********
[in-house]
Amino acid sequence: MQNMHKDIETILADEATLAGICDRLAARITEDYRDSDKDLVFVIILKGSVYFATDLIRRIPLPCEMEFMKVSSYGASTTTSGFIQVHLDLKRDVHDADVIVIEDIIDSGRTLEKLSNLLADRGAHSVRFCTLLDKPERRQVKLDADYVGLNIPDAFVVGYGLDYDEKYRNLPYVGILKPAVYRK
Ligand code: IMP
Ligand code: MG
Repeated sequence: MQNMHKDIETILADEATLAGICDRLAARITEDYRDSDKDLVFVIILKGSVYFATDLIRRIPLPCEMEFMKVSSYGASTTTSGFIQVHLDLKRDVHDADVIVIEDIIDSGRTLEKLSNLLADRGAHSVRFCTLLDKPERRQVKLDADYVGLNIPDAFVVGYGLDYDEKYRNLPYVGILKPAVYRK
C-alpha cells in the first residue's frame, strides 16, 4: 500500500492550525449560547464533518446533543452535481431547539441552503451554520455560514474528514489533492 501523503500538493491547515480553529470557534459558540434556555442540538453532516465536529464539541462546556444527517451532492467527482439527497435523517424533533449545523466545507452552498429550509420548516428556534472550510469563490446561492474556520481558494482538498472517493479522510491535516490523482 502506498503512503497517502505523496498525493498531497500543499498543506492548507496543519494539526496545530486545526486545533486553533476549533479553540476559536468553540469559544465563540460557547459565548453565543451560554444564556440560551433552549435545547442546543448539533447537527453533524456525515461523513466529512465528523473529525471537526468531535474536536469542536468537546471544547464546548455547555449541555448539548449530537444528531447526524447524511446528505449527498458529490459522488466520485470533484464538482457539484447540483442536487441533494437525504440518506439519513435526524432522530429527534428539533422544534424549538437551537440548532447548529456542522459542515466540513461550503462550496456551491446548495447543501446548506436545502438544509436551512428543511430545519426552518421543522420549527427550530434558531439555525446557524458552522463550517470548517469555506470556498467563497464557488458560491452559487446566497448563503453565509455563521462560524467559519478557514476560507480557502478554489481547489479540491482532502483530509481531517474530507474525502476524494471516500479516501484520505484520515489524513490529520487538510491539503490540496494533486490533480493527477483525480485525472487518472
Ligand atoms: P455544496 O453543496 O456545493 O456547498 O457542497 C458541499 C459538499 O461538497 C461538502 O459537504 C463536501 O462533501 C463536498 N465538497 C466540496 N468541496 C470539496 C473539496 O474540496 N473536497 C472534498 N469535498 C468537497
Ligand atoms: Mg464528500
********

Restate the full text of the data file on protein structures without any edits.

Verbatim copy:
[in-house]
Amino acid sequence: MQNMHKDIETILADEATLAGICDRLAARITEDYRDSDKDLVFVIILKGSVYFATDLIRRIPLPCEMEFMKVSSYGASTTTSGFIQVHLDLKRDVHDADVIVIEDIIDSGRTLEKLSNLLADRGAHSVRFCTLLDKPERRQVKLDADYVGLNIPDAFVVGYGLDYDEKYRNLPYVGILKPAVYRK
Ligand code: IMP
Ligand code: MG
Repeated sequence: MQNMHKDIETILADEATLAGICDRLAARITEDYRDSDKDLVFVIILKGSVYFATDLIRRIPLPCEMEFMKVSSYGASTTTSGFIQVHLDLKRDVHDADVIVIEDIIDSGRTLEKLSNLLADRGAHSVRFCTLLDKPERRQVKLDADYVGLNIPDAFVVGYGLDYDEKYRNLPYVGILKPAVYRK
C-alpha cells in the first residue's frame, strides 16, 4: 500500500492550525449560547464533518446533543452535481431547539441552503451554520455560514474528514489533492 501523503500538493491547515480553529470557534459558540434556555442540538453532516465536529464539541462546556444527517451532492467527482439527497435523517424533533449545523466545507452552498429550509420548516428556534472550510469563490446561492474556520481558494482538498472517493479522510491535516490523482 502506498503512503497517502505523496498525493498531497500543499498543506492548507496543519494539526496545530486545526486545533486553533476549533479553540476559536468553540469559544465563540460557547459565548453565543451560554444564556440560551433552549435545547442546543448539533447537527453533524456525515461523513466529512465528523473529525471537526468531535474536536469542536468537546471544547464546548455547555449541555448539548449530537444528531447526524447524511446528505449527498458529490459522488466520485470533484464538482457539484447540483442536487441533494437525504440518506439519513435526524432522530429527534428539533422544534424549538437551537440548532447548529456542522459542515466540513461550503462550496456551491446548495447543501446548506436545502438544509436551512428543511430545519426552518421543522420549527427550530434558531439555525446557524458552522463550517470548517469555506470556498467563497464557488458560491452559487446566497448563503453565509455563521462560524467559519478557514476560507480557502478554489481547489479540491482532502483530509481531517474530507474525502476524494471516500479516501484520505484520515489524513490529520487538510491539503490540496494533486490533480493527477483525480485525472487518472
Ligand atoms: P455544496 O453543496 O456545493 O456547498 O457542497 C458541499 C459538499 O461538497 C461538502 O459537504 C463536501 O462533501 C463536498 N465538497 C466540496 N468541496 C470539496 C473539496 O474540496 N473536497 C472534498 N469535498 C468537497
Ligand atoms: Mg464528500